By Scott Gooding, Creator of reconditioned.me
Losing weight is more than just a numbers game, there are so many factors at play when it comes to your body other than calories, exercise and macros. One of the most important aspects of losing weight is training your brain through meditation and paying attention to our own psychologies when it comes to our diet habits.
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Is meditation key to losing weight?
Suggesting that meditation will help you lose weight is somewhat contentious – when said without setting the broader framework. Studies have shown that meditation can improve neural plasticity but to suggest it helps you lose weight requires a bit more explanation.
As I’ve suggested, mindset is vitally important to adhering to a healthy lifestyle. Meditation is certainly a “tool” to help with corrective mindset. Regular meditation will help with self-love, compassion for yourself and others, as well as forming discipline. It’s discipline and self-love that will contribute to the bigger picture and the success of adhering to a healthy lifestyle.
Incorporating mindfulness into your daily practice will certainly help with mindful eating. This will serve to downplay the urgency to scoff your food and allow for signalling to take effort – telling you to stop eating when you’re satiated. This is a significant factor when it comes to total daily calories and could help to prevent overeating.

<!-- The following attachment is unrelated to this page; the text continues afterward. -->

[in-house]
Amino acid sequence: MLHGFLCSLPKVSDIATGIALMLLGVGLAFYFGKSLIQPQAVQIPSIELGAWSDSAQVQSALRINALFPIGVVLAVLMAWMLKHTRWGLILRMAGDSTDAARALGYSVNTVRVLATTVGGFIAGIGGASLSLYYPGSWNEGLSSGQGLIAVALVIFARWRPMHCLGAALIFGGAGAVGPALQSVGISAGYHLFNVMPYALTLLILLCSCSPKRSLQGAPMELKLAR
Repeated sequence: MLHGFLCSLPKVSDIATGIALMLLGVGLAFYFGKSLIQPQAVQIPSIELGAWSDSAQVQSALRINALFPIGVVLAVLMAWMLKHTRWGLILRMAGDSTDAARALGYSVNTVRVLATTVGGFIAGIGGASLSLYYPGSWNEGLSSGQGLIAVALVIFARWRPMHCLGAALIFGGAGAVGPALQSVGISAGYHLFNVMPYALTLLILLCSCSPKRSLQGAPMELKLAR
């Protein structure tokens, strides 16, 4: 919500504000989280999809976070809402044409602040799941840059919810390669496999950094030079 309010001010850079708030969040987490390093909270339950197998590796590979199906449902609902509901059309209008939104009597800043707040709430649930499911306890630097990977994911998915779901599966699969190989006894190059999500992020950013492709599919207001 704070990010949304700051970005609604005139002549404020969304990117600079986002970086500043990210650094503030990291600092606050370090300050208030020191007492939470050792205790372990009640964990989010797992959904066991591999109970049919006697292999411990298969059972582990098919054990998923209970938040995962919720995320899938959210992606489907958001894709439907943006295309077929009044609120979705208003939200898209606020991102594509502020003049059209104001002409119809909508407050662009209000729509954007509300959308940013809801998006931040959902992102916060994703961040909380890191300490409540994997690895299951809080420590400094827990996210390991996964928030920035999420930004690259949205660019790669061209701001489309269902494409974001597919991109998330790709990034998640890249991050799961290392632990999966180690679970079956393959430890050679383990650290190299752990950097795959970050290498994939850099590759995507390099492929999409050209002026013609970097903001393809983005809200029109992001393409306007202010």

How to train your mindset through your diet
To me, mindset is the missing piece to the health puzzle.
We seem to get preoccupied by diets, macros, exercising and calories, which distract us from the all-important corrective mindset. Without the right degree of self-love, self-talk, self-esteem and positive patterns of behaviour, adhering to a health regime has a limited shelf life before old patterns of behaviour start to creep in.
Diet has a direct impact on mindset and attitude, and can influence it negatively or positively. It’s a complex discussion but the types of foods which contribute to your diet will either help to amplify your health and cognitive function or not. The brain and gut aren’t two separate organisms within the body. In fact they share physiology and are inextricably linked.
Sugar-rich foods affect the integrity of the gut lining (in particular disrupt the production of mucin) which increases gut permeability. Increased gut permeability increases the chance for endotoxins and plagues forming. The hormonal cost of eating high sugar diet will greatly affect mood.
Gluten consumed in the diet, triggers other proteins, such as zonulin, that affect the gut integrity. The antibodies that attack gluten also attack our own tissues in our skin, gut and brain.
The age old adage – we are what we eat – still rings true. What we eat will affect our mood, cognitive function, energy, attitude and mindset. Embracing a real food diet is a fantastic way to, not just amplify health, but also improve mood and cognitive function. Having improved mood with help with a positive mindset.
The bottom line is that there’s more to the equation that just following some healthy recipes and workouts – our psychology needs to be attended to as well.